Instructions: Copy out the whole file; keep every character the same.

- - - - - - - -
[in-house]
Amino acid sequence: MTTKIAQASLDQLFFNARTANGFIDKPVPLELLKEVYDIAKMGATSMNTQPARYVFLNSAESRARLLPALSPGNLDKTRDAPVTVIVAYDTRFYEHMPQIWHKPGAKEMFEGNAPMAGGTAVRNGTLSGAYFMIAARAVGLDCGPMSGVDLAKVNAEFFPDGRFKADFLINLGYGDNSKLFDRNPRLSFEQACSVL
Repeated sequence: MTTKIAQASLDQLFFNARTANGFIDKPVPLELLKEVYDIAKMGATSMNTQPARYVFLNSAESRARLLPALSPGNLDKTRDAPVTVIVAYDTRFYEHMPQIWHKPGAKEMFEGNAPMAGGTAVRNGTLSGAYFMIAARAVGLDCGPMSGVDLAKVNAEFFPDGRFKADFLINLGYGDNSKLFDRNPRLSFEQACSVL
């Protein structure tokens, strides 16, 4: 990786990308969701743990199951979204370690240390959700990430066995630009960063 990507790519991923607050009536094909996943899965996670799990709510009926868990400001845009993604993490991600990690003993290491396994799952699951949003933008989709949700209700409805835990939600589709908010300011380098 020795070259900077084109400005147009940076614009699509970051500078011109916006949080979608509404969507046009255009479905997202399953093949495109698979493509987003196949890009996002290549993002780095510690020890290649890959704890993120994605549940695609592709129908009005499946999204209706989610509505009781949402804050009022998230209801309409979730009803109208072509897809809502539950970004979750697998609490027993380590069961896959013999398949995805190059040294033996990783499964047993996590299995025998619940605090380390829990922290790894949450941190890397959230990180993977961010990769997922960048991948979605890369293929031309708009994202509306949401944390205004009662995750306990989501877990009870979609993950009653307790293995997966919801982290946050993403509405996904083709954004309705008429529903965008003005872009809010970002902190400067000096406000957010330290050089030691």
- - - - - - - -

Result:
[in-house]
Amino acid sequence: MTTKIAQASLDQLFFNARTANGFIDKPVPLELLKEVYDIAKMGATSMNTQPARYVFLNSAESRARLLPALSPGNLDKTRDAPVTVIVAYDTRFYEHMPQIWHKPGAKEMFEGNAPMAGGTAVRNGTLSGAYFMIAARAVGLDCGPMSGVDLAKVNAEFFPDGRFKADFLINLGYGDNSKLFDRNPRLSFEQACSVL
Repeated sequence: MTTKIAQASLDQLFFNARTANGFIDKPVPLELLKEVYDIAKMGATSMNTQPARYVFLNSAESRARLLPALSPGNLDKTRDAPVTVIVAYDTRFYEHMPQIWHKPGAKEMFEGNAPMAGGTAVRNGTLSGAYFMIAARAVGLDCGPMSGVDLAKVNAEFFPDGRFKADFLINLGYGDNSKLFDRNPRLSFEQACSVL
């Protein structure tokens, strides 16, 4: 990786990308969701743990199951979204370690240390959700990430066995630009960063 990507790519991923607050009536094909996943899965996670799990709510009926868990400001845009993604993490991600990690003993290491396994799952699951949003933008989709949700209700409805835990939600589709908010300011380098 020795070259900077084109400005147009940076614009699509970051500078011109916006949080979608509404969507046009255009479905997202399953093949495109698979493509987003196949890009996002290549993002780095510690020890290649890959704890993120994605549940695609592709129908009005499946999204209706989610509505009781949402804050009022998230209801309409979730009803109208072509897809809502539950970004979750697998609490027993380590069961896959013999398949995805190059040294033996990783499964047993996590299995025998619940605090380390829990922290790894949450941190890397959230990180993977961010990769997922960048991948979605890369293929031309708009994202509306949401944390205004009662995750306990989501877990009870979609993950009653307790293995997966919801982290946050993403509405996904083709954004309705008429529903965008003005872009809010970002902190400067000096406000957010330290050089030691």